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Insulating over hips in loft bathroom?

Discussion in 'Building' started by Ian H, 1 Feb 2018.

  1. Ian H

    Ian H

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    if I overboard the rafters with 50mm PIR my hips will stick out into the room.

    It's going to be a bathroom so I'd rather cover the hips.

    How would you do it?

    IMG_6019.JPG

    Thanks.
     
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  3. catlad

    catlad

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    Why not glue another layer of insulation to the walls to make up the difference.
     
  4. catlad

    catlad

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    If 50mm isn't enough then you could use insulated
    plasterboard and cut back the insulation where it
    meets the hip.
     
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  5. freddiemercurystwin

    freddiemercurystwin

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    I would have say a 200 wide flat portion of say 25mm insulation + PB as you would do to under a ridge beam in a vaulted ceiling setup.
     
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  6. You either need to build the rafters out so that they match the ridge, or as Freddie suggest, you put a board over the ridges till it touches the walls either side.
     
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  7. Ian H

    Ian H

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    I think I'll go with either Freddys idea of going accross the hips diagonally or maybe add a 100mm insulation to the side slope and see if that will cover them.
     
  8. ^woody^

    ^woody^

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    Try 60mm
     
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  9. John D v2.0

    John D v2.0

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    Whatever you do you're really going to have to fill the space with insulation, as having a good in your insulation layer is bad practice for condensation and bypass reasons.
     
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  11. garyo

    garyo

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    I have the opposite problem with my valleys, and in my case it eats in to some head height in a door way so I'd like to minimise depth of cladding.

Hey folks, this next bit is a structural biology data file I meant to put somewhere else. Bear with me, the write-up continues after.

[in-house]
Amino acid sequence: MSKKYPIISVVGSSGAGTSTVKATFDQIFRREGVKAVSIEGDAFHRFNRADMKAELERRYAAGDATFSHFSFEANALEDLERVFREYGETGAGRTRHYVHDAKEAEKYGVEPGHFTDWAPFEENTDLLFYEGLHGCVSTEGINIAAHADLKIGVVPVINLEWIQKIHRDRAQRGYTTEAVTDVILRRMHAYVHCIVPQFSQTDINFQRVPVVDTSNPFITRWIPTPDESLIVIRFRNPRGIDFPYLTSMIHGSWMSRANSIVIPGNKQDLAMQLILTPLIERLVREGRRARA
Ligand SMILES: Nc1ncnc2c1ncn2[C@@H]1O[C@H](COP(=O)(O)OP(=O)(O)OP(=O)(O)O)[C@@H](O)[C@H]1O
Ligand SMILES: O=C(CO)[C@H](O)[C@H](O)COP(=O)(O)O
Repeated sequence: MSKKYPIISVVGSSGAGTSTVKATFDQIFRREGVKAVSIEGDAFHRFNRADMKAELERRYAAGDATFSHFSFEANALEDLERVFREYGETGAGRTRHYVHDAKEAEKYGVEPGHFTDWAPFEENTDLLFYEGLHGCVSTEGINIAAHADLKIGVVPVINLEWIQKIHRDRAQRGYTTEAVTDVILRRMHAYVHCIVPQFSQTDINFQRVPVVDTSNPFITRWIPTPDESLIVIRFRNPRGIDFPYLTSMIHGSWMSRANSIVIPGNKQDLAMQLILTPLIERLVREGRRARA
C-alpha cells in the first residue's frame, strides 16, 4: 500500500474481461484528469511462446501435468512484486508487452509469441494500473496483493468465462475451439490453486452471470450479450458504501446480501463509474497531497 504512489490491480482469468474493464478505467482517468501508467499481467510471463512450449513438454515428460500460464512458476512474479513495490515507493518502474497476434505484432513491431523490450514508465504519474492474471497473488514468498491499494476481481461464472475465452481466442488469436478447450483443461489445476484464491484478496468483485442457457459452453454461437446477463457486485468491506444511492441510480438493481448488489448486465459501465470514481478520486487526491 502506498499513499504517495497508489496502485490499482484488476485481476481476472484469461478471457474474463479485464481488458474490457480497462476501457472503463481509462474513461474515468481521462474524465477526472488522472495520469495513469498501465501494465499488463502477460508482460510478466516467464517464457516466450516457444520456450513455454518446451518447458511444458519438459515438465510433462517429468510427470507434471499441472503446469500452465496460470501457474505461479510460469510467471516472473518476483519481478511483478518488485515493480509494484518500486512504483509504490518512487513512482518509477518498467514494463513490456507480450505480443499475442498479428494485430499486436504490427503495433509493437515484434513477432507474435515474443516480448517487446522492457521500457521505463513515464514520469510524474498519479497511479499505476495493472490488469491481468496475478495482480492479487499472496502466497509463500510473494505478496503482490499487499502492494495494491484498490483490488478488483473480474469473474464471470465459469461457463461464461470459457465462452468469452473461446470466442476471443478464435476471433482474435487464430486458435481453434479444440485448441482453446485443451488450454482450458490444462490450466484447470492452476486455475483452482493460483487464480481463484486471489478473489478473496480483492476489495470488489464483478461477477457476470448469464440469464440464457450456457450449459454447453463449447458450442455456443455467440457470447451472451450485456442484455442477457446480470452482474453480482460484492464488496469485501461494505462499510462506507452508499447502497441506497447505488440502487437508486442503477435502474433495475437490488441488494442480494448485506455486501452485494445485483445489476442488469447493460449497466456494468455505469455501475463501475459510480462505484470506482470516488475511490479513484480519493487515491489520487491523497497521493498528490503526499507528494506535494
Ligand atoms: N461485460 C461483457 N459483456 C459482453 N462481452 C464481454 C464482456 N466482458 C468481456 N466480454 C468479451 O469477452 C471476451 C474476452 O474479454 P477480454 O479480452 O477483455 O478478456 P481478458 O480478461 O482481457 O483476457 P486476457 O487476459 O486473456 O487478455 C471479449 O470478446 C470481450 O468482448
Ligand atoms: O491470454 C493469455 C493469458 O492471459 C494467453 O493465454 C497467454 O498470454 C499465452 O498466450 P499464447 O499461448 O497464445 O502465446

My understanding is that wood is actually a surprisingly good insulator when you're talking about a 300mm depth, so is there actually much of a condensation risk in just foaming plasterboard directly on to it?
     
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  12. John D v2.0

    John D v2.0

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    There are two condensation risks, one on the surface of the material which causes black mould, other other is interstitial condensation which happens in voids within the buildup.
    For the former, there is a "limiting u value" for ceilings quoted in the building regs, which means that there won't be surface condensing in normal situation. As a result of the limit, it's normal practice to over board with a thin layer of celotex.
    The op could calculate the u value at that crisp junction and see if it's safe to board directly.
     
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  13. garyo

    garyo

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    Also, I think your current approach is working well : cover the floor with so much cr*p that no one notices that the hip is sticking out!
     
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  14. Ian H

    Ian H

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    He isn't that clever :LOL::LOL:(y) It's got 75mm between the rafters which I cut with (I think they call it) a 'compound mitre plumb cut' so it fitted tight and parallel with the hip, then I foamed it.

    I'll see what thinkness I need to cover it and see how that affects the room. I dealt I want as thin as possible insulation on the right because that affects the door too.
     
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  15. Ian H

    Ian H

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    What a good idea!!! She won't be able to fit a bathroom if it's ful of ****el!!

    IMG_5683.JPG
     
  16. John D v2.0

    John D v2.0

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    No idea where crisp came from! I meant critical.
    And I mean the u value of the wood as that's worse than the insulation. So find out wood thermal conductance in w/m/k then divide by 0.3m if that's the thickness, then that gives you the u value. If that's a smaller number than the limiting u value you're ok, if not you should insulate. The limiting u value is in the approved doc for insulation thermal.
     
  17. catlad

    catlad

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    Just don't use normal plasterboard in a bathroom
    which ever way you approach it.
     
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